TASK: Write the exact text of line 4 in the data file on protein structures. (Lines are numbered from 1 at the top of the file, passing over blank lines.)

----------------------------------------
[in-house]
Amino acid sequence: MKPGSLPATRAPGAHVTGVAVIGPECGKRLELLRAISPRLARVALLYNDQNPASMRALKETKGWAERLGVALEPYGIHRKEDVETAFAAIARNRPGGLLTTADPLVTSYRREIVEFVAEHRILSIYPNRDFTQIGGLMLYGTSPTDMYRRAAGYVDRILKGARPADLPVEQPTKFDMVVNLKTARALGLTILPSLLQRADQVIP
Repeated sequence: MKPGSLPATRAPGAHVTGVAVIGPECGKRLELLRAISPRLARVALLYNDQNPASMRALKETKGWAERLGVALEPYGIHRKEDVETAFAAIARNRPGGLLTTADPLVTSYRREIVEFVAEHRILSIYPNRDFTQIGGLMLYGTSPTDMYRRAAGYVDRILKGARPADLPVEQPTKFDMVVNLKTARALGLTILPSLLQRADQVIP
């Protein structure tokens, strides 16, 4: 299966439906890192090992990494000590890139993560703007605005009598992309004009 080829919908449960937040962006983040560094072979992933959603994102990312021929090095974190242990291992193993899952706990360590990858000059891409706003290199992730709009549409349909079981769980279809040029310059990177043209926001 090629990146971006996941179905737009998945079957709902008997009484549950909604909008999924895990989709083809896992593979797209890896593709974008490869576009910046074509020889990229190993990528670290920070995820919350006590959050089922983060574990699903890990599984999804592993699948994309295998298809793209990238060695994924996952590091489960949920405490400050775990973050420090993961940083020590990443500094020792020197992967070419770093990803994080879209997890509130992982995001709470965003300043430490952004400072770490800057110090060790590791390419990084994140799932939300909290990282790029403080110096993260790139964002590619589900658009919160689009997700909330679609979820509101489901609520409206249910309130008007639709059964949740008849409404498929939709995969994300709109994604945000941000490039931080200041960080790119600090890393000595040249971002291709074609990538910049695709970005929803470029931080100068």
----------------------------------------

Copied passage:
């Protein structure tokens, strides 16, 4: 299966439906890192090992990494000590890139993560703007605005009598992309004009 080829919908449960937040962006983040560094072979992933959603994102990312021929090095974190242990291992193993899952706990360590990858000059891409706003290199992730709009549409349909079981769980279809040029310059990177043209926001 090629990146971006996941179905737009998945079957709902008997009484549950909604909008999924895990989709083809896992593979797209890896593709974008490869576009910046074509020889990229190993990528670290920070995820919350006590959050089922983060574990699903890990599984999804592993699948994309295998298809793209990238060695994924996952590091489960949920405490400050775990973050420090993961940083020590990443500094020792020197992967070419770093990803994080879209997890509130992982995001709470965003300043430490952004400072770490800057110090060790590791390419990084994140799932939300909290990282790029403080110096993260790139964002590619589900658009919160689009997700909330679609979820509101489901609520409206249910309130008007639709059964949740008849409404498929939709995969994300709109994604945000941000490039931080200041960080790119600090890393000595040249971002291709074609990538910049695709970005929803470029931080100068």